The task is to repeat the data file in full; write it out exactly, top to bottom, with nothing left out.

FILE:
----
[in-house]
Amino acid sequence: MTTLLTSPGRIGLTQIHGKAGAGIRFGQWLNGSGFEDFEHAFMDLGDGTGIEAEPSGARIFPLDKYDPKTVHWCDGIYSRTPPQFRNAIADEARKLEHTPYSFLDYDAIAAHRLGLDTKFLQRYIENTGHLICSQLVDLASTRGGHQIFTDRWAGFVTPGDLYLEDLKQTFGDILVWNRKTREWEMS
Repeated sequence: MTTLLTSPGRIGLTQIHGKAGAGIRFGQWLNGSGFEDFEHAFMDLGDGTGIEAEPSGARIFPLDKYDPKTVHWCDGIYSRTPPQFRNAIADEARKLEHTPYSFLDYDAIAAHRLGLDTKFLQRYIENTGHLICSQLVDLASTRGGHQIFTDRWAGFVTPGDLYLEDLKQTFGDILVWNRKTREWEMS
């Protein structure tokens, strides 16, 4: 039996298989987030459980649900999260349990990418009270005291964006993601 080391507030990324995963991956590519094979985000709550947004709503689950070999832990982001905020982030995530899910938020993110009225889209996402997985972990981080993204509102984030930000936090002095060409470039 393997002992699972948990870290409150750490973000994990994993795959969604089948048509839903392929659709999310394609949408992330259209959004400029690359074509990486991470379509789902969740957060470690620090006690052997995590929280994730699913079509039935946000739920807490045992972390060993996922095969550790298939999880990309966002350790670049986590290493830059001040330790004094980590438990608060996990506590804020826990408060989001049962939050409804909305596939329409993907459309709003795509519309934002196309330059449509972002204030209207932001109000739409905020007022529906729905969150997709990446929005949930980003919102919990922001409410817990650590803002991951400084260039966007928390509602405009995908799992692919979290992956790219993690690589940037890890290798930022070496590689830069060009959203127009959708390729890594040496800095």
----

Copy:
[in-house]
Amino acid sequence: MTTLLTSPGRIGLTQIHGKAGAGIRFGQWLNGSGFEDFEHAFMDLGDGTGIEAEPSGARIFPLDKYDPKTVHWCDGIYSRTPPQFRNAIADEARKLEHTPYSFLDYDAIAAHRLGLDTKFLQRYIENTGHLICSQLVDLASTRGGHQIFTDRWAGFVTPGDLYLEDLKQTFGDILVWNRKTREWEMS
Repeated sequence: MTTLLTSPGRIGLTQIHGKAGAGIRFGQWLNGSGFEDFEHAFMDLGDGTGIEAEPSGARIFPLDKYDPKTVHWCDGIYSRTPPQFRNAIADEARKLEHTPYSFLDYDAIAAHRLGLDTKFLQRYIENTGHLICSQLVDLASTRGGHQIFTDRWAGFVTPGDLYLEDLKQTFGDILVWNRKTREWEMS
């Protein structure tokens, strides 16, 4: 039996298989987030459980649900999260349990990418009270005291964006993601 080391507030990324995963991956590519094979985000709550947004709503689950070999832990982001905020982030995530899910938020993110009225889209996402997985972990981080993204509102984030930000936090002095060409470039 393997002992699972948990870290409150750490973000994990994993795959969604089948048509839903392929659709999310394609949408992330259209959004400029690359074509990486991470379509789902969740957060470690620090006690052997995590929280994730699913079509039935946000739920807490045992972390060993996922095969550790298939999880990309966002350790670049986590290493830059001040330790004094980590438990608060996990506590804020826990408060989001049962939050409804909305596939329409993907459309709003795509519309934002196309330059449509972002204030209207932001109000739409905020007022529906729905969150997709990446929005949930980003919102919990922001409410817990650590803002991951400084260039966007928390509602405009995908799992692919979290992956790219993690690589940037890890290798930022070496590689830069060009959203127009959708390729890594040496800095």